How cool is this?
Biomimicry—the use of nature to inspire design—is widely used by cutting-edge technologists to design everything from bullet train noses, new X-ray machines, and lighter and safer cars. But let’s take a moment to flip that idea on its head. Are there things we thought humans invented that have been later discovered in nature?
As a matter of fact, yes. Nymphs of a common insect found in Britain—Issus coeleoptratus, a species of planthopper—has what were presumably a very human creation—gears. While working at the University of Cambridge, Greg Sutton noticed a strange mechanism on the insect’s back legs. Here’s Adam Cole reporting for NPR’s Morning Edition:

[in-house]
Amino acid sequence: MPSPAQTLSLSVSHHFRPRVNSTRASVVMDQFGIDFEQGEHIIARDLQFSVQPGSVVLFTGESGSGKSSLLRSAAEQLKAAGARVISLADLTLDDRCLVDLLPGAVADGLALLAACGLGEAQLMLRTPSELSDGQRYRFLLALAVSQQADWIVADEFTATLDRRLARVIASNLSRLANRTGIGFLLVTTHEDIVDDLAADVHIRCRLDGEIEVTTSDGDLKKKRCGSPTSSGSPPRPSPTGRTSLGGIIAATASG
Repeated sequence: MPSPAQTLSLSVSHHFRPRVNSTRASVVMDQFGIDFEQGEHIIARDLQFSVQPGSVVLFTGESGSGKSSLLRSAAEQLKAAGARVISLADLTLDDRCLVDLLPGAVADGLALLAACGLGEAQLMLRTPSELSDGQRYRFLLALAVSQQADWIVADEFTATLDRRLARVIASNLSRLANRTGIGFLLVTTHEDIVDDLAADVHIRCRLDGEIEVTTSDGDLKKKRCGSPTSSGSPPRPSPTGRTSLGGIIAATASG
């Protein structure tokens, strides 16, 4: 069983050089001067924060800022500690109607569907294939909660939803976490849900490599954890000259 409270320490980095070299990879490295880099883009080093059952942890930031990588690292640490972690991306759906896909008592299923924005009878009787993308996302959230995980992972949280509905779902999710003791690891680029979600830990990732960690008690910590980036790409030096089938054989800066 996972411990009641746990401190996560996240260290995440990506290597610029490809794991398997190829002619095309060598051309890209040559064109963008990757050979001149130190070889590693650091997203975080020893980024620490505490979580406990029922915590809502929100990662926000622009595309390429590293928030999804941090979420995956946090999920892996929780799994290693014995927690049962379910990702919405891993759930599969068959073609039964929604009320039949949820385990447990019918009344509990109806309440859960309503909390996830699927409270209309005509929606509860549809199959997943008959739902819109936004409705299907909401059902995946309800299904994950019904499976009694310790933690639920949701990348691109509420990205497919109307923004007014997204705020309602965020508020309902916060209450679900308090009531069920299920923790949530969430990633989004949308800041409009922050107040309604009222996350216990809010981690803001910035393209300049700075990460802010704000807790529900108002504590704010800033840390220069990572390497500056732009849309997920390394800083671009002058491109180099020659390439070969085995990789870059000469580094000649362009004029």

There was a tiny row of bumps on the inside of each leg where it met the insect’s body. The bumps looked just like the teeth of gears. And when the planthopper jumped, they acted like gears too — as teeth meshed, the legs turned in synchrony. Sutton says his finding, published this week in Science, is the first mechanical gear system ever observed in nature.
Here's a pic from the PBS piece.
There's video at the link of the insect's legs in motion.
H/T to Wheat&Weeds.
To suggest complexity emerges given time and space absent the hand of God is to also suggest those camped out at a junk yard long enough will be rewarded by witnessing the creation and subsequent flight of a fighter jet.